At the same time, the Court held that this risk must be weighed against the importance of protecting the added value of the words through the efforts of the parties using these words as trademarks.

This account changes where artistic expression is involved. in Rogers vs Grimaldi, the U.S. Court of Appeals for the Second Circuit in 1989 adopted a test that, if free speech interests are involved, a plaintiff alleging trademark infringement will prevail in only two circumstances. One where the offending trademark “has no technical relevance” as it was used. The other is where the infringing trademark is explicitly misleading as to the source or content.

It might seem like an exaggeration to look at frivolous names like Zkittlez as artistic expressions. However, in 2020, the U.S. Court of Appeals for the Ninth Circuit had no problem determining that toy dog ​​was an artistic expression in VIP Products LLC v. Jack Daniel’s Properties Inc. The “Bad Spaniels Silly Squeaker” looks like a bottle of Jack Daniel’s whiskey, and bears the words “Old No. 2, on your Tennessee Carpet” instead of “Old No. 7 Brand Tennessee Sour Mash Whiskey,” as on the actual bottles.

In its logic, the Ninth Circle made it clear that Expressive work does not have to be the type of work to be displayed in an exhibition. Instead, the key is whether the use of the famous mark serves to express a point of view or not deliver an idea. From the point of view of the Ninth Circle, the use of elements associated with a Jack Daniel’s brand image on a toy dog ​​conveys a humorous message entitled Protecting Free Speech.

The logic of the ninth circle above can be applied to some of the brands used by some cannabis brands that mimic, or are inspired by, the more well-known brands. While not everyone will find brands like Zkittlez amusing, it is reasonable to speculate that at least some people will.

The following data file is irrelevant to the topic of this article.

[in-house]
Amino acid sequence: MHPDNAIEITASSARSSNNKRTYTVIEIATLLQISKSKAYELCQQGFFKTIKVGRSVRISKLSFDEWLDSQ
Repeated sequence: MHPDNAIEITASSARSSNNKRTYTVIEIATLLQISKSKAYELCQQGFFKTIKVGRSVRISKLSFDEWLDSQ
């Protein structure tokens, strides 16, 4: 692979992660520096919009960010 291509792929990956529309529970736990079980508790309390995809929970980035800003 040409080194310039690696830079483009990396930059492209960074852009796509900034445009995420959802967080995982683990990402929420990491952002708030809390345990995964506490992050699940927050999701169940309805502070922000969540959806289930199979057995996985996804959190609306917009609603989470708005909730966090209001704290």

Certainly all the cannabis brands that are being challenged by the owners of famous brands will not cross the threshold of artistic expression, but it can be argued that some do. This in turn means that, under Rogers’ test, the use of these cannabis brands would only infringe on more well-established brands under very limited circumstances.

When applying the Rogers test to Zkittlez tags, its use has technical relevance – no joke otherwise. At the same time, it is difficult to argue that these images are downright misleading as to the source or content of the work.

The letter substitutions that distinguish Zkittlez brands from Skittles brands are important. As such, they send an immediate signal to consumers, that these brands do not identify Skittles candy that is well known to the public. If anything, it can be said that the Zkittlez brands are trying to keep consumers away from confusion.

Compare this to the facts in A lawsuit It was filed earlier this year in US District Court for the Southern District of New York by Hermes v. Mason Rothschild, the creator of the non-fungible code group called MetaBirkins.

Hermes has registered the BIRKIN brand for handbags. As Hermes claims in the lawsuit, with so many well-established brands entering the metaverse, consumers would expect NFTs with well-known brands to actually belong to the owners of said brands.

On the other hand, this argument would be very difficult to make if the name chosen for the group was MetaVirkins, for example.

While decisions like the one in Bad Spaniels provide legal inspiration for some hot water cannabis brands infringing, it is crucial to keep in mind that hemp products are not chew toys. Courts may look at free speech cases differently in cases where allegedly infringing trademarks are used on federally illegal products, such as marijuana, as defined in Controlled Substances Actor CBD products that are in violation of interstate commerce Federal Food, Drug, and Cosmetic Act.

Owners of famous trademarks can argue that parody marks or other similar marks should not have trademark protection if they are used on illegal products. The counter-argument is that the word, phrase, or logo on hand is a First Amendment protected expression first, then a trademark second.

However, for our purposes, it suffices to highlight this potential openness of a court looking for legal discrimination on the basis of which a decision can be made in favor of the owner of the famous trademark.

It should also be noted that VIP products only apply to the 9th circle; Other departments may take different approaches.

Finally, it is worth emphasizing that the First Amendment will not save those cannabis brands that cannot register their trademarks with the USPTO because they are used in connection with illegal products. For a brand facing trademark infringement or a mitigation measure, though, the Constitution may offer redemption.